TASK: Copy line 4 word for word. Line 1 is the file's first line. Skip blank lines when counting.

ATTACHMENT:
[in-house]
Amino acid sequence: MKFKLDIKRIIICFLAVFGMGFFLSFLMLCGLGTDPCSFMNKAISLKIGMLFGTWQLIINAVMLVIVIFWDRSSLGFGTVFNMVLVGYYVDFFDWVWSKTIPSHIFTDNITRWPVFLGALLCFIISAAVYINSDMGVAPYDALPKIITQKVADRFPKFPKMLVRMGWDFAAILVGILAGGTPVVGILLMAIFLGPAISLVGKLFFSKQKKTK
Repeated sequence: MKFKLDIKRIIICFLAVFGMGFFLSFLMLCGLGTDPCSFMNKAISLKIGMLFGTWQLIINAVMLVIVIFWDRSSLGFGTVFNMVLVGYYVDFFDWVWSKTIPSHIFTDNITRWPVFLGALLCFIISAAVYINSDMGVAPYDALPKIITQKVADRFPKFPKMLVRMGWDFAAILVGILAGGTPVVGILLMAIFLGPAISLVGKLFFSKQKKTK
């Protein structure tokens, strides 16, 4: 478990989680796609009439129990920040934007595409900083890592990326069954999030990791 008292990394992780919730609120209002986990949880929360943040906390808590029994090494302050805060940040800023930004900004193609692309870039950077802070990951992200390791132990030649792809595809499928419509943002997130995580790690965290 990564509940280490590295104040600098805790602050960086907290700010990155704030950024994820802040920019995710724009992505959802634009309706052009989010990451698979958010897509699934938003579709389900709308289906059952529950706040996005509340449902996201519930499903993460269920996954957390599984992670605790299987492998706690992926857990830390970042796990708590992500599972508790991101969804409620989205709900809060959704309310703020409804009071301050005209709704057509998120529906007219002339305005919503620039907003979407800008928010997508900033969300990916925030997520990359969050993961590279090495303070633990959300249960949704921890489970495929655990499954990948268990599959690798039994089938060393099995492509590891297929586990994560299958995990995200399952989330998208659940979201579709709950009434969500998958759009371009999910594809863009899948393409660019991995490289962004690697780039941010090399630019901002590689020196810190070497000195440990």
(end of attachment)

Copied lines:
């Protein structure tokens, strides 16, 4: 478990989680796609009439129990920040934007595409900083890592990326069954999030990791 008292990394992780919730609120209002986990949880929360943040906390808590029994090494302050805060940040800023930004900004193609692309870039950077802070990951992200390791132990030649792809595809499928419509943002997130995580790690965290 990564509940280490590295104040600098805790602050960086907290700010990155704030950024994820802040920019995710724009992505959802634009309706052009989010990451698979958010897509699934938003579709389900709308289906059952529950706040996005509340449902996201519930499903993460269920996954957390599984992670605790299987492998706690992926857990830390970042796990708590992500599972508790991101969804409620989205709900809060959704309310703020409804009071301050005209709704057509998120529906007219002339305005919503620039907003979407800008928010997508900033969300990916925030997520990359969050993961590279090495303070633990959300249960949704921890489970495929655990499954990948268990599959690798039994089938060393099995492509590891297929586990994560299958995990995200399952989330998208659940979201579709709950009434969500998958759009371009999910594809863009899948393409660019991995490289962004690697780039941010090399630019901002590689020196810190070497000195440990």